Google Starts Removing Links to California News Websites in Response to Journalism Preservation Act

By Trisha Andrada

Apr 13, 2024 04:34 AM EDT

Google will start removing links to California news websites from some users' search results as part of a test for a bill that would obligate online ad firms to pay a fee for connecting state residents to news sources. 

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(Photo : Nathana Rebouças on Unsplash)

Google Removing California News Links From Search Results

Google's vice president of global news partnership, Jaffer Zaidi, announced the "short-term test" in a blog post on Friday.

Zaidi has criticized the California Journalism Preservation Act (CJPA), arguing that this is not the right approach to supporting journalism and would "create a level of business uncertainty that no company could accept."

The bill has been sitting in the state legislature since it was introduced last year. 

Read Also: 'No Tech For Apartheid:' Growing Number of Google Employees Quit Over Tech Giant's Association With Israel 

Google to Pause Further Investments in the 'California News Ecosystem'

Google also announced on Friday that it is "pausing further investments in the California news ecosystem, including new partnerships through Google News Showcase, our product and licensing program for news organizations, and planned expansions of the Google News Initiative," until the state's regulatory environment is clearer.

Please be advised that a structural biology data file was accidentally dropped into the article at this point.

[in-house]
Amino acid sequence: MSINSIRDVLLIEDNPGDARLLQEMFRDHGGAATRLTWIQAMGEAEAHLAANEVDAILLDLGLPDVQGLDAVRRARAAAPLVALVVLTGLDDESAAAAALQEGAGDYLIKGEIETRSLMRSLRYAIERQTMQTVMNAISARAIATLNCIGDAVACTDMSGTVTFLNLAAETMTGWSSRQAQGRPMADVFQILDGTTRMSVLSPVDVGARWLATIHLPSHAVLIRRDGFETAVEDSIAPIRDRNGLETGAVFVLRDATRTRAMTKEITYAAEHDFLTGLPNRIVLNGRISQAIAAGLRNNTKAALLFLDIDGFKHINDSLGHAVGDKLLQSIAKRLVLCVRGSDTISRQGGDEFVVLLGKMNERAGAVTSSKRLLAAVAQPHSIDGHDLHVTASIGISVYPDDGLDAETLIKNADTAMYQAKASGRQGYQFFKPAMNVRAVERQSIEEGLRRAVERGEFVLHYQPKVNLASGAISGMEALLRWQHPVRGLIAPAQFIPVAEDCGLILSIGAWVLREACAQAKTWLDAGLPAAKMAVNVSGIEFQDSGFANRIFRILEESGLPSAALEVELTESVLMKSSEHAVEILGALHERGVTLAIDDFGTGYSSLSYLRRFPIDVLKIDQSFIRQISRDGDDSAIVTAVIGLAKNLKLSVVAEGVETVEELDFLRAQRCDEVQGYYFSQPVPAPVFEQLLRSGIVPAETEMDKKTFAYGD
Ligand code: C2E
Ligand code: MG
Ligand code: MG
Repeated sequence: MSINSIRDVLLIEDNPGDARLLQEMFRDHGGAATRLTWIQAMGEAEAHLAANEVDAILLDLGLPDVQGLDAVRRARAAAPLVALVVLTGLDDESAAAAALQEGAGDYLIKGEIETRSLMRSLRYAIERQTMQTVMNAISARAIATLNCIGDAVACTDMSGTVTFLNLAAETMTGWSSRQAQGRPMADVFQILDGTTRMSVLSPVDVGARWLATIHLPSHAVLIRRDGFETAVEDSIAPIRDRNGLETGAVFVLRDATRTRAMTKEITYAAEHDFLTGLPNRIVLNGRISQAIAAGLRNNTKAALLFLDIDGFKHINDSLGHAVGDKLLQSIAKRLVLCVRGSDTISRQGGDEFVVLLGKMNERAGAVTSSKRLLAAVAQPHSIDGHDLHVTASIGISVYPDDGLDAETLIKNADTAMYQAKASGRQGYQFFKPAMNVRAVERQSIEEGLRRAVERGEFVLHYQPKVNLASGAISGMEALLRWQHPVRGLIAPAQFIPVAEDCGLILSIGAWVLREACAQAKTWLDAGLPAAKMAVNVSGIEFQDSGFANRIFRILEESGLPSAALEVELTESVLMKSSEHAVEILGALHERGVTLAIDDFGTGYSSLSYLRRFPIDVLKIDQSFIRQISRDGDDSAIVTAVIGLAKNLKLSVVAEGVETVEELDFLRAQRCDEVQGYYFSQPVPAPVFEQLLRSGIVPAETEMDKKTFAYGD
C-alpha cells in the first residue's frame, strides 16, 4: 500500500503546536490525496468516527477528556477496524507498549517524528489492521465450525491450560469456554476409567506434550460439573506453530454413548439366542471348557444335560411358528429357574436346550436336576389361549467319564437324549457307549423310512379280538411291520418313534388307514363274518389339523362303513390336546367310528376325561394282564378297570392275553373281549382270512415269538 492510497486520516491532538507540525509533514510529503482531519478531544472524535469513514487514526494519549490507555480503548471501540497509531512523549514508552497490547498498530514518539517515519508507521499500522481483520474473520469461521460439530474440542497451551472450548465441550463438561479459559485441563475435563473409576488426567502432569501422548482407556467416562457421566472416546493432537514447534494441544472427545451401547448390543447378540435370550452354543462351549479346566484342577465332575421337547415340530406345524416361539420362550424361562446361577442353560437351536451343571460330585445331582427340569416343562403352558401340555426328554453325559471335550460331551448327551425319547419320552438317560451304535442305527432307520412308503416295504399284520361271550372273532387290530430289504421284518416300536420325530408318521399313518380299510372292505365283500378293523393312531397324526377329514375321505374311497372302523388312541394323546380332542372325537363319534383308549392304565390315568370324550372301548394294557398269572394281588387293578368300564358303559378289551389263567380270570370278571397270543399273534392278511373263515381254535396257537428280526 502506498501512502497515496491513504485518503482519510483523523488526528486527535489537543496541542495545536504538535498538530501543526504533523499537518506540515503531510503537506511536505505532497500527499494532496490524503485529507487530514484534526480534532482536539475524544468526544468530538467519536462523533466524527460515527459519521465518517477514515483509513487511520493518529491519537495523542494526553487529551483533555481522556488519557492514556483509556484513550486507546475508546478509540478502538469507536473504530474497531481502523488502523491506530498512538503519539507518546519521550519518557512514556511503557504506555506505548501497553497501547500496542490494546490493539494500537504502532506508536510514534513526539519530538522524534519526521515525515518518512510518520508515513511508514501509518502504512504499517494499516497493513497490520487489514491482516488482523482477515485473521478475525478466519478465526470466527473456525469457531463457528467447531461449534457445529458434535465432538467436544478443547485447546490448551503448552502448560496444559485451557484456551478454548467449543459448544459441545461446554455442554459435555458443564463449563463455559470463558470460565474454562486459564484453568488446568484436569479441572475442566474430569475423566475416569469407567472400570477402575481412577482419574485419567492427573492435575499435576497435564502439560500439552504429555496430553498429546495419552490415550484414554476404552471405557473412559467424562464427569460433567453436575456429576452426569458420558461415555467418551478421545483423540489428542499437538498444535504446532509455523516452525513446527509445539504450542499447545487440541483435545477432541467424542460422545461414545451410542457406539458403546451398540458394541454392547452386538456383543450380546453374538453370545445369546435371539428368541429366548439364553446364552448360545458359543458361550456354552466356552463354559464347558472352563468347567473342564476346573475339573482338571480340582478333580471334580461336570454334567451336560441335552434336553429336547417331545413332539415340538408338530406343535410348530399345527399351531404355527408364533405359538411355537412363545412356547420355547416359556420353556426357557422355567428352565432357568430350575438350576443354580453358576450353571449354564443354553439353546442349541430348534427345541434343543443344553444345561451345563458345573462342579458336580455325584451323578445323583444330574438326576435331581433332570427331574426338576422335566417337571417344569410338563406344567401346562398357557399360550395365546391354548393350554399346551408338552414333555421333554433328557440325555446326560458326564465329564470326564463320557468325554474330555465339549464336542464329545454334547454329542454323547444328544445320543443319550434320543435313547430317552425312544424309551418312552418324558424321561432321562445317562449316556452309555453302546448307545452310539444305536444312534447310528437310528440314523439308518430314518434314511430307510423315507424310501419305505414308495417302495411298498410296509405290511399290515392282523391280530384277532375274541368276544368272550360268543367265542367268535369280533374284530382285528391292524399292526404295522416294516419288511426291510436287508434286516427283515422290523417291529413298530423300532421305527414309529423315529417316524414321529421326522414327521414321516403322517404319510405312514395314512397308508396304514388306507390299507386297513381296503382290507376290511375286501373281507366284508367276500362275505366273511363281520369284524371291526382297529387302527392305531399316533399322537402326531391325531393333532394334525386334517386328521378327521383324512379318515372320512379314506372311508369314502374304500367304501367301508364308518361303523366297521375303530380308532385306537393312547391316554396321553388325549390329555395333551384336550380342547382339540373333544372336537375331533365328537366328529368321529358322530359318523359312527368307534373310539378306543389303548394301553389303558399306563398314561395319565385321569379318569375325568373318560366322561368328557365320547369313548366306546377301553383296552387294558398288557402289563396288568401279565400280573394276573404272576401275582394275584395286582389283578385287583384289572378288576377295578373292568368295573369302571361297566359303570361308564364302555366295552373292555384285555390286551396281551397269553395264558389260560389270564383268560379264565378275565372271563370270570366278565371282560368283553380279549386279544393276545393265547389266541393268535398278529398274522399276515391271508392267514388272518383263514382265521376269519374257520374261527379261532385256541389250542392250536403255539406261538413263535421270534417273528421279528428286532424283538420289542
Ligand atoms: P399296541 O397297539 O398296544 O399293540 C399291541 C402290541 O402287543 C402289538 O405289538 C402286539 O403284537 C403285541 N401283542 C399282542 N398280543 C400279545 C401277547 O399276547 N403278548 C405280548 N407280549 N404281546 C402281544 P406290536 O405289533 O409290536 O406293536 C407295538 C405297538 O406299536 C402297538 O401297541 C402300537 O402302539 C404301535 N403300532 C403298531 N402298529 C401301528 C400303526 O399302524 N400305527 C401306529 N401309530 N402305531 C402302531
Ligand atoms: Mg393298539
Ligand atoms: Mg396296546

According to CNBC, Google's announcement marks the latest change in how major internet platforms handle news. Facebook parent company Meta has also been stepping away from the news business.

Last September, Meta announced it would "deprecate" its Facebook news tab in several European countries, including the United Kingdom, France, and Germany. In late February, Meta said it would do the same for news content in the United States and Australia.

Meta also restricted Canadians from sharing news on its apps last year in response to the Online News Act, which mandated that digital firms pay content fees to domestic media publishers. Recent events may have hit online publishers who rely on Facebook and Google for traffic.

"If passed, CJPA may result in significant changes to the services we can offer Californians and the traffic we can provide to California publishers," Zaidi noted.

Read More: Google Sued by Axel Springer, 31 Other Media Groups in Europe for $2.3 Billion Over Digital Ad Practices

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